I’ve come to a horrible realization of late–my students are in fear of the government. At first, when I noticed it, I attributed it as a manifestation of the Michael Brown and Eric Garner cases that are ubiquitous in the news cycles and, likely, in the conversations in their homes. They directly told me that they feared police officers, and questioned why they had the rights to kill people in the streets without going to court or jail. I attributed this too to politics at home, and knowing what kind of interactions many community members likely have with authorities, and a number of conditional factors that may pass; after all, kids love the police. They have police toys, costume uniforms, shiny badges, awesome hats–elementary kids usually see police officers as real life superheroes and don’t eschew that view until truancy comes looking for them. Or so I thought.
After the second, third, and fourth times I heard it in different classes and different grades, I started to realize that this was a deeper issue about authority and government. They viewed (as many do) the government as an all authoritative uberparent with unlimited powers to conduct any action against any citizen; and they understood that law enforcement officials are just a manifestation of the government. They don’t understand that the government is the agent of the citizen (or is supposed to be) and the will of the people is supposed to dictate the actions of the representatives and thereby the people. They aren’t an uberparent, in a best case scenario they are a manifestation of the will of the people just as police and law enforcement are a manifestation of the government.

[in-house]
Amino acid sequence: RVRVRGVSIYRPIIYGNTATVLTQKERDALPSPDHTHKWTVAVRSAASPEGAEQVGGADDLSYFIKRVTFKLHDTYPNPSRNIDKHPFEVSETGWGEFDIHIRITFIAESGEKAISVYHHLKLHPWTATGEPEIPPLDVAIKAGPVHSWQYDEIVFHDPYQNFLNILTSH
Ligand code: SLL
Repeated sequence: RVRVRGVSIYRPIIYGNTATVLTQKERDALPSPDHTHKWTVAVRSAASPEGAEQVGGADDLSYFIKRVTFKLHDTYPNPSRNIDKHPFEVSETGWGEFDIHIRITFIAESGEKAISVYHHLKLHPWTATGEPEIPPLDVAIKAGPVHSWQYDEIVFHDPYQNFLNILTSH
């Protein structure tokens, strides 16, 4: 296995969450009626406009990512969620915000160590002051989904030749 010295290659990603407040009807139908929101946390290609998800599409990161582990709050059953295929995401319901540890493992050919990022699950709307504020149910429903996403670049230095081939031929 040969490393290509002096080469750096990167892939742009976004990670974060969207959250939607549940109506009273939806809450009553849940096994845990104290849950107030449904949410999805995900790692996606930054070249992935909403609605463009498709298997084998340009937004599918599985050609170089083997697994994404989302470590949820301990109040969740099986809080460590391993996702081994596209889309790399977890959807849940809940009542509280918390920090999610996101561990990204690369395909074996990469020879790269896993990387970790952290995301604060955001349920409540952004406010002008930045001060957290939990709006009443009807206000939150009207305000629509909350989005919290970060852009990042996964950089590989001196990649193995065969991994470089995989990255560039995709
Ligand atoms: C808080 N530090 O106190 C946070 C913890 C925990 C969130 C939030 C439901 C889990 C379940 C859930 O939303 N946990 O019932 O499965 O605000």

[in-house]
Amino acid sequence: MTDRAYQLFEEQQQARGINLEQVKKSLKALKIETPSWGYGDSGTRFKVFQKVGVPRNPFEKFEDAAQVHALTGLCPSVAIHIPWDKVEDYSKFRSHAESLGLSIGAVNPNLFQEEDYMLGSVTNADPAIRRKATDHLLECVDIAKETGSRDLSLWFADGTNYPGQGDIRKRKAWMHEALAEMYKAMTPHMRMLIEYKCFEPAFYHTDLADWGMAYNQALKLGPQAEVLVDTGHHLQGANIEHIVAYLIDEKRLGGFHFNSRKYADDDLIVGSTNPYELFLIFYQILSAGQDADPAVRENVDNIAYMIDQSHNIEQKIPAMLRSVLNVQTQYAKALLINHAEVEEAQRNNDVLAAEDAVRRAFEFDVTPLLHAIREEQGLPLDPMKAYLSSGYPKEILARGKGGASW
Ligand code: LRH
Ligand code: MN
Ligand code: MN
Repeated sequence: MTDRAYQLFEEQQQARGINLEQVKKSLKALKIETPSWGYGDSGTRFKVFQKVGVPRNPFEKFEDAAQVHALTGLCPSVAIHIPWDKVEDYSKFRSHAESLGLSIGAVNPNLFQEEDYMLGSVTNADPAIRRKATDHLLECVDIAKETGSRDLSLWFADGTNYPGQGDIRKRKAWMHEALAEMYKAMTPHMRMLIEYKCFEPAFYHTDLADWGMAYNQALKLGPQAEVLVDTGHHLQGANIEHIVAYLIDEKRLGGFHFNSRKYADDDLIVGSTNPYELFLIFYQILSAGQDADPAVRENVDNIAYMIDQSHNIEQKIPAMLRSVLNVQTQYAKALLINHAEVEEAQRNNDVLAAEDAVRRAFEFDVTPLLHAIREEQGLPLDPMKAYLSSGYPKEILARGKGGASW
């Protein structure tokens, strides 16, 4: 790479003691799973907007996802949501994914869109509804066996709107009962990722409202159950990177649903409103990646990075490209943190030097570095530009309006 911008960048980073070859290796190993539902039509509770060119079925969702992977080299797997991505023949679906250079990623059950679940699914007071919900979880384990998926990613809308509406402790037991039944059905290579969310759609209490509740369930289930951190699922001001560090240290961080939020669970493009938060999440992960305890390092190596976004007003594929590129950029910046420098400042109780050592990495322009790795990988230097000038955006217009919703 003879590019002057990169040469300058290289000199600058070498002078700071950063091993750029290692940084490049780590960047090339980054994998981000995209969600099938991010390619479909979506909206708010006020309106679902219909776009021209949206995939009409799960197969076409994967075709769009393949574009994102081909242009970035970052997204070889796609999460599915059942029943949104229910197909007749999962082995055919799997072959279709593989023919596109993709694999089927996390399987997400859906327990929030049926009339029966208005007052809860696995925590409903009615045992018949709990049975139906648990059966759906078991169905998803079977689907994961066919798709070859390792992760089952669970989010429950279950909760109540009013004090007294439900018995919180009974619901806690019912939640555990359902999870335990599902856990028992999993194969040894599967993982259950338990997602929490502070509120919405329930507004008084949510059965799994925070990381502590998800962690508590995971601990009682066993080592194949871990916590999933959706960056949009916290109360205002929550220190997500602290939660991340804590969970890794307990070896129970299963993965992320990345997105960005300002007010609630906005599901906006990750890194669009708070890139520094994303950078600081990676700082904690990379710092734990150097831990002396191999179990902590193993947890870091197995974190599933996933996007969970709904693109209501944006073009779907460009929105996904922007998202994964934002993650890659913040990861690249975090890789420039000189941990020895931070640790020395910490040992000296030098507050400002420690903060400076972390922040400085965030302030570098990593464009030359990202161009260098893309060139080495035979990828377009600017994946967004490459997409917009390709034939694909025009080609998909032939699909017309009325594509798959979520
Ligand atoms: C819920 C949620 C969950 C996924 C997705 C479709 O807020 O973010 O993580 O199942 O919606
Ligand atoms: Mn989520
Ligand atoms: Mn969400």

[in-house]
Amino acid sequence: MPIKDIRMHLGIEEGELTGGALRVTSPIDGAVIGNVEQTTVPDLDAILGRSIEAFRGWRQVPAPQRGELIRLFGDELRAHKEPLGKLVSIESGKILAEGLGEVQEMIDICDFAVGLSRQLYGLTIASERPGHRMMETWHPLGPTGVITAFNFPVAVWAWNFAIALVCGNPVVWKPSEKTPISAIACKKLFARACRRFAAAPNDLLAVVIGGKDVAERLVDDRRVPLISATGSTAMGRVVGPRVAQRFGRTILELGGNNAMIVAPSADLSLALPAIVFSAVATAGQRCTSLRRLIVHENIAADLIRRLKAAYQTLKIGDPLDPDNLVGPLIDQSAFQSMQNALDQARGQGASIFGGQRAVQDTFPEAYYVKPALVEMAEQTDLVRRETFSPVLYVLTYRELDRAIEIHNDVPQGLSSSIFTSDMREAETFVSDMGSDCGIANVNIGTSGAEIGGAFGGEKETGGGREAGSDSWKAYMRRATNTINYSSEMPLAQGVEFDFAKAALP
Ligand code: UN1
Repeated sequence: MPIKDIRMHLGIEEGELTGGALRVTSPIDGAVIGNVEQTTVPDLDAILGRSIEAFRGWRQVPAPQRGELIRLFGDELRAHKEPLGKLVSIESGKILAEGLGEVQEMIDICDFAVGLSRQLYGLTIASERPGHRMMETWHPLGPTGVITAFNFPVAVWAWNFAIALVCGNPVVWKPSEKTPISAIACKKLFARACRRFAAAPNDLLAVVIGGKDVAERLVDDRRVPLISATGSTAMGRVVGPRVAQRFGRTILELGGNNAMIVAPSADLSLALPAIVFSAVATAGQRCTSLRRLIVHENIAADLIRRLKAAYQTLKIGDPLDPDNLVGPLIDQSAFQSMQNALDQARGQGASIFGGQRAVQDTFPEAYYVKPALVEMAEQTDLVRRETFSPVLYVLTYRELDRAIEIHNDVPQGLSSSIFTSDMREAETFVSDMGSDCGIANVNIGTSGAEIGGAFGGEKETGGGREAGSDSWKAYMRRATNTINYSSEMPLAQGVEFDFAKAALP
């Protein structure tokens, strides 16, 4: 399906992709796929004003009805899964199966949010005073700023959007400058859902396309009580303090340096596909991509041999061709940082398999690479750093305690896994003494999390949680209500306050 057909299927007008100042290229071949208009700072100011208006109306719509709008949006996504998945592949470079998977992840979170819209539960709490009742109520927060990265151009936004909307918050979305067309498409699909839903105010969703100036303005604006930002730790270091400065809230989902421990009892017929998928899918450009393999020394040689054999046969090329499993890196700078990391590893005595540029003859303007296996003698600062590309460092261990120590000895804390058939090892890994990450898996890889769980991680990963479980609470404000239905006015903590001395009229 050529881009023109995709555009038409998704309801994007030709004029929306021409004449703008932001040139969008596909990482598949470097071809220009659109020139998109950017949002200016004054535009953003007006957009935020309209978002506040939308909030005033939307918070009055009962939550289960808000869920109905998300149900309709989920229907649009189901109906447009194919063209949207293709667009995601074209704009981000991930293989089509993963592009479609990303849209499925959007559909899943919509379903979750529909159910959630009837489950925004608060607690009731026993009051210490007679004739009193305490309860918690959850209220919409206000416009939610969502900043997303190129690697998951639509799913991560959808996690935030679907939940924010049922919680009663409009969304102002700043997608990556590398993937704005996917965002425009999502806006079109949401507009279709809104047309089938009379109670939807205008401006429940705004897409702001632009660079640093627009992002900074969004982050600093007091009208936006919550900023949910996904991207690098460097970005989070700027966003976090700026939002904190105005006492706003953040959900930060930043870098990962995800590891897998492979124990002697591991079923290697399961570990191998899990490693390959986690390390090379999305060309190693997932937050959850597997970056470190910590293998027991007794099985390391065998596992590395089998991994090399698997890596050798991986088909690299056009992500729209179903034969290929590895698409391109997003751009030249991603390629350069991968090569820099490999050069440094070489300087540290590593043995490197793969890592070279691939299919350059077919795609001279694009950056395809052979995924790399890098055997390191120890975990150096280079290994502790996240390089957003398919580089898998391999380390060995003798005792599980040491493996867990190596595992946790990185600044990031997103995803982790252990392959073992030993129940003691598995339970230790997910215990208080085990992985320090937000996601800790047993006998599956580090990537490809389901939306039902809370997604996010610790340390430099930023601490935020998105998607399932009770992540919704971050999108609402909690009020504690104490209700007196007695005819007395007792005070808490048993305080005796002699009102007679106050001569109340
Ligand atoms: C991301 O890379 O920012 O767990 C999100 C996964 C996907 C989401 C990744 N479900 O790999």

I work in an overpopulated, immigrant neighborhood with a primarily English Language Learner (ELL) student population. In general kids aren’t intimately familiar with the breakdowns of local, federal, state, and agency authorities–these students, its seems, are less so. In terms of law enforcement the subscribe to the maxim: if they aren’t soldiers, they’re cops. As I moved forward in my Social Studies curriculum I started to realize that my students have no sense of the source of power, and in fact seem to think they live in a society devoid of any agency let alone any concept of government as an agent of the people for equality.